BALTIMORE — On Tuesday, Baltimore Mayor Brandon Scott on rolled out a 90-day-action plan that will expand city efforts to address squeegee workers.
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For the next three months, the city is increasing it's effort to keep the street corners safe. This comes in response to increased complaints to city leaders to address the hostility drivers often face.
It's important to note policing and removal of the squeegee workers is not part of the plan.
"We are not going to criminalize these young people," said Mayor Brandon Scott. "Growing up in Park Heights, I understand what many of these young people are going through, that they are often doing this work to put food on the table so their family can eat and help pay bills so their lights can be on, to help pay bills for food and water -- all the thing adults normally bring to their family. This plan is about making our intersections safer for everyone and connecting our young people with employment opportunities."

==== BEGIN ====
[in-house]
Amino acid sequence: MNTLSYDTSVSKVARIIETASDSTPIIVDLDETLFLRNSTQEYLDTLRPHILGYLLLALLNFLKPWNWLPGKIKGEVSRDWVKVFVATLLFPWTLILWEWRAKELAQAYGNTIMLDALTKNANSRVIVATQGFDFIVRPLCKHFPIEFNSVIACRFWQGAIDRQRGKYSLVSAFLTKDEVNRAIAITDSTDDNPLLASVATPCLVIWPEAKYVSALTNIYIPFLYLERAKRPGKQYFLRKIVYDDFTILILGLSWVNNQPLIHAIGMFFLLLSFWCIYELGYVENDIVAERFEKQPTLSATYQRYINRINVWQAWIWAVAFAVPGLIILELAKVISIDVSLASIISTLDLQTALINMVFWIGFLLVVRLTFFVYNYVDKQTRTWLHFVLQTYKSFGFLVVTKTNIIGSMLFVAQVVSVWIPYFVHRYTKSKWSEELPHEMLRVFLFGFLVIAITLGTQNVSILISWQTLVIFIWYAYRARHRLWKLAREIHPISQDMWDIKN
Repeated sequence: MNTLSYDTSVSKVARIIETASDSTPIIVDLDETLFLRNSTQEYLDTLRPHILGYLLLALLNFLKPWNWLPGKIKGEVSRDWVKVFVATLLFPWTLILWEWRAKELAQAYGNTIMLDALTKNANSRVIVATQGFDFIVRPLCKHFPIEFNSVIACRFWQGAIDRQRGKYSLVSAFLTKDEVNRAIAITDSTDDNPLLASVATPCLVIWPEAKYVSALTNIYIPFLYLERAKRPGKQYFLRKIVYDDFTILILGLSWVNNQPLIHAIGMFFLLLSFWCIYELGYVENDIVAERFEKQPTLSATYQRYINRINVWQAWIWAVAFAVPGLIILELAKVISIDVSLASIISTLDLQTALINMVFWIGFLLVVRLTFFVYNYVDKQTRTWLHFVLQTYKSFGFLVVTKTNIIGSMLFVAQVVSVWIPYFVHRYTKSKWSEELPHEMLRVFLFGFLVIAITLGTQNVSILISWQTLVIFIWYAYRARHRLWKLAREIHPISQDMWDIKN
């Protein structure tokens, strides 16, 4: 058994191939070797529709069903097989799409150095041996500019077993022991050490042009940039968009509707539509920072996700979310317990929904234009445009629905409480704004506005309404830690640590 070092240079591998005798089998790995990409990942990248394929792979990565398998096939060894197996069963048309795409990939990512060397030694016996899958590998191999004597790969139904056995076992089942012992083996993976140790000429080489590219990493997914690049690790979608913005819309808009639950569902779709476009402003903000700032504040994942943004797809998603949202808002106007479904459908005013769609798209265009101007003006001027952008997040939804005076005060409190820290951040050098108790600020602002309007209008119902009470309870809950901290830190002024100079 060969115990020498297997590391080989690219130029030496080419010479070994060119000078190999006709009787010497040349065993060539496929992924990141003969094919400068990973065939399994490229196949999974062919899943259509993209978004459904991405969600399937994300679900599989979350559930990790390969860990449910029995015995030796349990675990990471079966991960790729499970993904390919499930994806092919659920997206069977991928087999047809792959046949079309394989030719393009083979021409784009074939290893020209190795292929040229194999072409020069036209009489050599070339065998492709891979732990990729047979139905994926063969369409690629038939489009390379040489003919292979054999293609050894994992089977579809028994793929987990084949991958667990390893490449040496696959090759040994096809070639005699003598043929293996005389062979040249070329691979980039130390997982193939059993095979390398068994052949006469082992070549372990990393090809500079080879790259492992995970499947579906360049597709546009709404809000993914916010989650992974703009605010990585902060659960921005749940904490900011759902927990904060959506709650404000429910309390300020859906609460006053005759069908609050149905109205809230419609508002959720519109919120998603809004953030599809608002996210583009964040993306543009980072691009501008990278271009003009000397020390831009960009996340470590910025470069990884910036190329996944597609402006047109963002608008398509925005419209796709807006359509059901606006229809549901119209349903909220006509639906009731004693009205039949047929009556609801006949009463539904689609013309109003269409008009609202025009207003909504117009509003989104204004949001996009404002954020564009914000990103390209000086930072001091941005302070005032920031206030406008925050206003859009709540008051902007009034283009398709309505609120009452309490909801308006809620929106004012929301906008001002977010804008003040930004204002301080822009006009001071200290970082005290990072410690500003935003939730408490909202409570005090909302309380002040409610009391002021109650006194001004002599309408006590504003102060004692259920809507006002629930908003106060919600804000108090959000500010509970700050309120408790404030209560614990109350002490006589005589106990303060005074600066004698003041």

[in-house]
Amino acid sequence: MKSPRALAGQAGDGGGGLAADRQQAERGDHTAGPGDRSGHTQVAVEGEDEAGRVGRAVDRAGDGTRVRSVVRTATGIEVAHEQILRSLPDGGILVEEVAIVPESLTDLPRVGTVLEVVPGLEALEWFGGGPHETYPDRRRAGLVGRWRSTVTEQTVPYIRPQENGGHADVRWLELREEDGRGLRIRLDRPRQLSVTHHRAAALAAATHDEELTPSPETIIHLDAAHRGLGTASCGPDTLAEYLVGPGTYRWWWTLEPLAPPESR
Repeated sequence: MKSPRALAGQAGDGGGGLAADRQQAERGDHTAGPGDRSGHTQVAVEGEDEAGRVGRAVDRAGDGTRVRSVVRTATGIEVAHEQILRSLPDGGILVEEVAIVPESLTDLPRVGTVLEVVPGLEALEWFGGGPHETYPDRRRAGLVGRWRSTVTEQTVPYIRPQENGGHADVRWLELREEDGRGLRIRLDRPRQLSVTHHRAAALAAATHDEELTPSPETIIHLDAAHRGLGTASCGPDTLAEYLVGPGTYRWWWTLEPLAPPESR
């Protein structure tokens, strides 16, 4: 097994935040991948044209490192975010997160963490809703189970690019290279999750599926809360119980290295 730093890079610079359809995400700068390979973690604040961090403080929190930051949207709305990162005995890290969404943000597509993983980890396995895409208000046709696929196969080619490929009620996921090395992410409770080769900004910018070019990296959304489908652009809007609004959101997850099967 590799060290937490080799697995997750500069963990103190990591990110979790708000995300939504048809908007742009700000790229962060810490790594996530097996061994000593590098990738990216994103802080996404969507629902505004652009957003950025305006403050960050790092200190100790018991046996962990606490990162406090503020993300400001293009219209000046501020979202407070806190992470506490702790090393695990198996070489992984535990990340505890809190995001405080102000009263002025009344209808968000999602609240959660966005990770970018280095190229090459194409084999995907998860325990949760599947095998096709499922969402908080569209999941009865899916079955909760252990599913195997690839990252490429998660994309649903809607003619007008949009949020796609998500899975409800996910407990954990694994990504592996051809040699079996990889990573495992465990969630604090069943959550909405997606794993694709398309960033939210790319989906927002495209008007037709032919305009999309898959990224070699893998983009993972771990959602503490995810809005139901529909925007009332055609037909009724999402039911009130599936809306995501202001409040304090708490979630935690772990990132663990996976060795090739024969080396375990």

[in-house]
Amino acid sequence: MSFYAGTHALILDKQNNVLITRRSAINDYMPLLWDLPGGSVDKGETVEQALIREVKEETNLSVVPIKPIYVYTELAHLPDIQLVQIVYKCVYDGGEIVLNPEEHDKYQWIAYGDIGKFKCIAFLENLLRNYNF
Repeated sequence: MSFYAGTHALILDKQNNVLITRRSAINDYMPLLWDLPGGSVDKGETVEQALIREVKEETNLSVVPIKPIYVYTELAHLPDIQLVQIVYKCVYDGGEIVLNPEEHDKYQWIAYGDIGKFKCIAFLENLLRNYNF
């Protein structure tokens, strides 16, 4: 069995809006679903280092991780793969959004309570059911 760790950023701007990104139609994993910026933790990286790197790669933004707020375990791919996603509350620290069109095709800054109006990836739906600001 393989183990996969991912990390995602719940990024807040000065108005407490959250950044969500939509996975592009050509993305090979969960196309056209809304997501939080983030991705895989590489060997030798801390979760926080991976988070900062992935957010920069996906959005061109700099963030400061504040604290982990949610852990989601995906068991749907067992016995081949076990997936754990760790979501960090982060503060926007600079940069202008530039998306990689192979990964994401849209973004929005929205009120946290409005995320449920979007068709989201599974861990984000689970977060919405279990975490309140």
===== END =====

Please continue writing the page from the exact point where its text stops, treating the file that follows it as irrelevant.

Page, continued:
Included in the plan are posting traffic control officers at high-traffic intersections, holding bi-weekly "corner events" with city agencies and the establishment of a new Boys and Men of Color Cabinet that will "engage academic, business and community partners to build a comprehensive strategy for connecting the city's disconnected boys and men of color to opportunity," according to a statement from the mayor's office.
As part of the plan, the Mayor's Office of Children and Family Success will work with employers to hire youth and develop a pilot program to provide young people a daily stipend for working day jobs throughout the city.
“We know that many of the people who engage in squeegeeing are generating income for their families, be it for bills, toiletries, or the rent. We cannot leave disconnected youth out of the conversation. We have to bring them in and center our strategy around their concerns to get to the root of this issue," said Faith Leach, deputy mayor for Equity, Health and Human Services.
The mayor said a city hotel has stepped up to hire 10 squeegee workers over the next six months.